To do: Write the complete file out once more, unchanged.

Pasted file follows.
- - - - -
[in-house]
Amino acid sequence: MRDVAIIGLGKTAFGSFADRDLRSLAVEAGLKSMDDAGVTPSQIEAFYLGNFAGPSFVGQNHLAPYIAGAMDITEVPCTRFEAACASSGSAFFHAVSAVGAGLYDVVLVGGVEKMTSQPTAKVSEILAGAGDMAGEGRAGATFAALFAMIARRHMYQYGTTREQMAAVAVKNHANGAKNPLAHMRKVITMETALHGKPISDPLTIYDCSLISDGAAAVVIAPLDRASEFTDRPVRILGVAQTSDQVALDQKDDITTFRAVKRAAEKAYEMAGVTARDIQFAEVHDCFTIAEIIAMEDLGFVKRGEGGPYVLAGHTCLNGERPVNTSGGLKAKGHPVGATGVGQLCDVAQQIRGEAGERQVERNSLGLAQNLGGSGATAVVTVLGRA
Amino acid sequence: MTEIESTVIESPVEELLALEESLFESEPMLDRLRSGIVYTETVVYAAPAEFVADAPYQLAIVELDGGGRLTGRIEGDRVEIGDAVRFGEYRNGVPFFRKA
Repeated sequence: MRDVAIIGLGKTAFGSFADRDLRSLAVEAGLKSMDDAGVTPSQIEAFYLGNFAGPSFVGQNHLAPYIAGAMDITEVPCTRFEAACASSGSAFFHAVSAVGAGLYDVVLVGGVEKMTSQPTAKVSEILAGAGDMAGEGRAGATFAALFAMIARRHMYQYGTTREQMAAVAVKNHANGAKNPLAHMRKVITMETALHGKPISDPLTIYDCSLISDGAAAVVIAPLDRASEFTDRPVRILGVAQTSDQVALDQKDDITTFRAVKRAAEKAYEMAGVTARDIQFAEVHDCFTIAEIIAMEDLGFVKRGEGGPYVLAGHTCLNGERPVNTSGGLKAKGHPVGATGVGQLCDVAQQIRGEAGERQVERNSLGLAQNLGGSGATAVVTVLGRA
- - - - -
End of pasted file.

[in-house]
Amino acid sequence: MRDVAIIGLGKTAFGSFADRDLRSLAVEAGLKSMDDAGVTPSQIEAFYLGNFAGPSFVGQNHLAPYIAGAMDITEVPCTRFEAACASSGSAFFHAVSAVGAGLYDVVLVGGVEKMTSQPTAKVSEILAGAGDMAGEGRAGATFAALFAMIARRHMYQYGTTREQMAAVAVKNHANGAKNPLAHMRKVITMETALHGKPISDPLTIYDCSLISDGAAAVVIAPLDRASEFTDRPVRILGVAQTSDQVALDQKDDITTFRAVKRAAEKAYEMAGVTARDIQFAEVHDCFTIAEIIAMEDLGFVKRGEGGPYVLAGHTCLNGERPVNTSGGLKAKGHPVGATGVGQLCDVAQQIRGEAGERQVERNSLGLAQNLGGSGATAVVTVLGRA
Amino acid sequence: MTEIESTVIESPVEELLALEESLFESEPMLDRLRSGIVYTETVVYAAPAEFVADAPYQLAIVELDGGGRLTGRIEGDRVEIGDAVRFGEYRNGVPFFRKA
Repeated sequence: MRDVAIIGLGKTAFGSFADRDLRSLAVEAGLKSMDDAGVTPSQIEAFYLGNFAGPSFVGQNHLAPYIAGAMDITEVPCTRFEAACASSGSAFFHAVSAVGAGLYDVVLVGGVEKMTSQPTAKVSEILAGAGDMAGEGRAGATFAALFAMIARRHMYQYGTTREQMAAVAVKNHANGAKNPLAHMRKVITMETALHGKPISDPLTIYDCSLISDGAAAVVIAPLDRASEFTDRPVRILGVAQTSDQVALDQKDDITTFRAVKRAAEKAYEMAGVTARDIQFAEVHDCFTIAEIIAMEDLGFVKRGEGGPYVLAGHTCLNGERPVNTSGGLKAKGHPVGATGVGQLCDVAQQIRGEAGERQVERNSLGLAQNLGGSGATAVVTVLGRA